Perhaps one of the most important days of the 2023 MotoGP season for Honda will come not at this weekend’s San Marino Grand Prix but rather on the Monday after the race at Misano, when Marc Marquez and Joan Mir will get their first chance to test out the factory’s first prototype version of its 2024 bike.
However, while the two world champions might both be eagerly awaiting the chance to test the new version of the RC213V – and while the future of at least one of them might be hinging on how that test goes – it seems that the initial signs are less than convincing, at least going by the rhetoric used by lead rider Marquez.
Honda has tester Stefan Bradl competing at Misano as a wildcard, on a machine believed to have a new prototype frame and new rear aero albeit not yet the 2024 prototype engine expected on Monday.
— MotoGP™🏁 (@MotoGP) September 8, 2023
All he’s running should logically be available to Marquez and Mir on Monday – but Honda has so far taken the somewhat strange step of blocking the pair from access to Bradl’s data.
But with the German on track alongside them, there’s still plenty to examine both visually and in terms of laptimes.
Marquez – 1m31.217s
Bradl – 1m31.715s (+0.498s)
Mir – 1m32.141s (+0.924s)
Marquez (Q2) – 1m31.223s
Bradl (Q1) – 1m31.560s (+0.337s)
Mir (Q1) – 1m31.944s (+0.721s)
Marquez – P10
Bradl – P22 (+12.354s, inc. post-race 3s penalty)
Mir – P23 (+24.782s, inc. double long lap and post-race 3s penalty)
Sprint fastest lap
Marquez – 1m32.153s
Bradl – 1m32.701s (+0.548s)
Mir – 1m32.776s (+0.623s)
And, while there might be a lot in the balance in terms of how Marquez in particular reacts to his first run out on the new machine (albeit also with the prototype engine likely to immediately be part of the equation), he said that despite Bradl being fast in qualifying, he’s not yet convinced there’s a step change in performance.
“This weekend we cannot compare the data with Stefan,” the six-time MotoGP champion said. “The Japanese staff decided like this. And just we compare against the other Hondas.
“Maybe on Monday of course I hope that we can compare with him. But yeah, looks like he’s not bad, in qualifying practice was not bad, but on the race distance was struggling more.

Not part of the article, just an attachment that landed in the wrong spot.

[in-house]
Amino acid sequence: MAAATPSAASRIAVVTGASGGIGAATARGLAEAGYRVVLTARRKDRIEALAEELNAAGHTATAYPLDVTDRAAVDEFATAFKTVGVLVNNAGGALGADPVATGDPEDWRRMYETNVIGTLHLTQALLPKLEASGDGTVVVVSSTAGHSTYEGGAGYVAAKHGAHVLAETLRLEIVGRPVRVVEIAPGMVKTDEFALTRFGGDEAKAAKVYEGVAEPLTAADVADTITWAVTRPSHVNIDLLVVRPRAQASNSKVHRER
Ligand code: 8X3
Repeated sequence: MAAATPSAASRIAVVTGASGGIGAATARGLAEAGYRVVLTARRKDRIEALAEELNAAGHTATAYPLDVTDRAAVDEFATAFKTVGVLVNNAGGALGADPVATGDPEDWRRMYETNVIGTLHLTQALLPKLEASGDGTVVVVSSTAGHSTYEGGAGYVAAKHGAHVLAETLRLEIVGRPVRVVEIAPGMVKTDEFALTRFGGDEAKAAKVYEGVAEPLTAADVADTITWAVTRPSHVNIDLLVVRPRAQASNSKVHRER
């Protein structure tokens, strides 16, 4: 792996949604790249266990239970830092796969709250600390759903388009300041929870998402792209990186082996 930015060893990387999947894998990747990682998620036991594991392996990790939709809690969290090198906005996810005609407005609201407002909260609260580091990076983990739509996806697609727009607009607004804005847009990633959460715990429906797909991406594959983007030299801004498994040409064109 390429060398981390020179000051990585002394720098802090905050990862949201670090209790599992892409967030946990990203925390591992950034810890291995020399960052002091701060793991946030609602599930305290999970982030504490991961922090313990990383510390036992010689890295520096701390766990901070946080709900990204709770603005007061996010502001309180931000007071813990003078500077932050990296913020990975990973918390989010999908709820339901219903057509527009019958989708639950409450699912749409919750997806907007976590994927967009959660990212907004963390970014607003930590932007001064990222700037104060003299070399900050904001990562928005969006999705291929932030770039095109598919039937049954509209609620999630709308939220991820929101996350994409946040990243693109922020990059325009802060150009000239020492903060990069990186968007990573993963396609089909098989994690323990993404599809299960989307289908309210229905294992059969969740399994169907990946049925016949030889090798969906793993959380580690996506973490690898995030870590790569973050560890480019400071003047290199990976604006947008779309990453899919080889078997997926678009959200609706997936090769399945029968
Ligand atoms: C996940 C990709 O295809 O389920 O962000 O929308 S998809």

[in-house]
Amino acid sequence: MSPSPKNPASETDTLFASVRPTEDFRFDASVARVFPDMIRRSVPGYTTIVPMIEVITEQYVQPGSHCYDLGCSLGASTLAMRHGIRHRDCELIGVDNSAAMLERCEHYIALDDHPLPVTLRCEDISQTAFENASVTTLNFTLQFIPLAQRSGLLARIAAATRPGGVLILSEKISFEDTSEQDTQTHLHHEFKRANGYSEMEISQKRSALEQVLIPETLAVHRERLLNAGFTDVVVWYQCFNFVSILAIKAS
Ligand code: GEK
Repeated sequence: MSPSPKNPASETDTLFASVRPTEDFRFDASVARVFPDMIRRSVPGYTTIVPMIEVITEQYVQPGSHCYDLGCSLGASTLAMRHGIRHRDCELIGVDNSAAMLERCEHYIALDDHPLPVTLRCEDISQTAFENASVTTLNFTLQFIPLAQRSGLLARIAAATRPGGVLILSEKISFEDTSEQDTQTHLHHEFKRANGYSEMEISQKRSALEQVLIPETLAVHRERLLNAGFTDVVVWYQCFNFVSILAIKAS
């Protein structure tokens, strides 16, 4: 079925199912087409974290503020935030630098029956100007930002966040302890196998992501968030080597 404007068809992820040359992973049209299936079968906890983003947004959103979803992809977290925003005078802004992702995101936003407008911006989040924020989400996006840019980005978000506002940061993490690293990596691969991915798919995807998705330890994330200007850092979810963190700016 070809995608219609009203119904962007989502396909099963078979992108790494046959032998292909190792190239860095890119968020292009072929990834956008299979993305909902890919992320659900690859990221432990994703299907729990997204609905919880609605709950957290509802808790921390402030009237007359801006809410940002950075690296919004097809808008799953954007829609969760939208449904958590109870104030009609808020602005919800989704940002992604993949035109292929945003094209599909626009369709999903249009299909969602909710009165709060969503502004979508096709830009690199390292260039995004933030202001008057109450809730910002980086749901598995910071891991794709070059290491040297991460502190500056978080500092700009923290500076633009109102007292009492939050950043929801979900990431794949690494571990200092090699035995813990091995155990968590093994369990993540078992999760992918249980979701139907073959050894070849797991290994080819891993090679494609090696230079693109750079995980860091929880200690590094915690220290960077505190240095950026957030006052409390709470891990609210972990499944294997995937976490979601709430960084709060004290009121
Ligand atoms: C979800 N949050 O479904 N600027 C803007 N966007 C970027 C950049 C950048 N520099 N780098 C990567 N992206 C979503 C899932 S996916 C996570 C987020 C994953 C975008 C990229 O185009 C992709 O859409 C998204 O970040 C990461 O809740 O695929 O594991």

“So, in the end the character of the bike looks very similar. And especially the way to do the laptime. If you check the qualifying practice, he was looking for a slipstream. I’m not looking always for a slipstream because I like to follow the guys – it’s because the bike is changing a lot [when following, for the better]. And we need to understand why, behind the others, the bike is changing a lot.
“Because normally with a MotoGP bike you are faster alone than behind others. But for some reason with this bike this year, and even last year, was crucial to follow somebody.”
Marquez also went a step further when talking to Spanish channel DAZN, suggesting that a bike that requires a tow is “not the way to go if you want to fight for a world championship in the future”.
While Marquez’s view is based upon what he can see on the timing screens and Mir might only have had a brief look at Bradl before being forced to take a series of long-lap penalties (although not before being irked by the test rider re-attacking him “like we were fighting for a championship”), satellite rider Taka Nakagami was in a much better position for a close inspection in the latter stages of Saturday’s sprint race.
But he too sounded far from impressed by what Honda has produced over the past few months, saying that there was no area on track where Bradl looked able to better handle the RC213V.
“To be honest, I can’t see any difference like for example if he has more grip or not,” admitted the Japanese rider. “I can see from behind the braking performance is the same, it looks pretty much similar to what we have in performance.
“I can’t see any surprises, he wasn’t much faster, or I couldn’t see any difference.”
Bradl isn’t doing media sessions this weekend as part of his wildcard outing – but was quoted by Honda as saying that qualifying had gone “very well”.
“We still need to keep working on the performance over the longer distance, but I think overall we are heading in a good direction for the future.”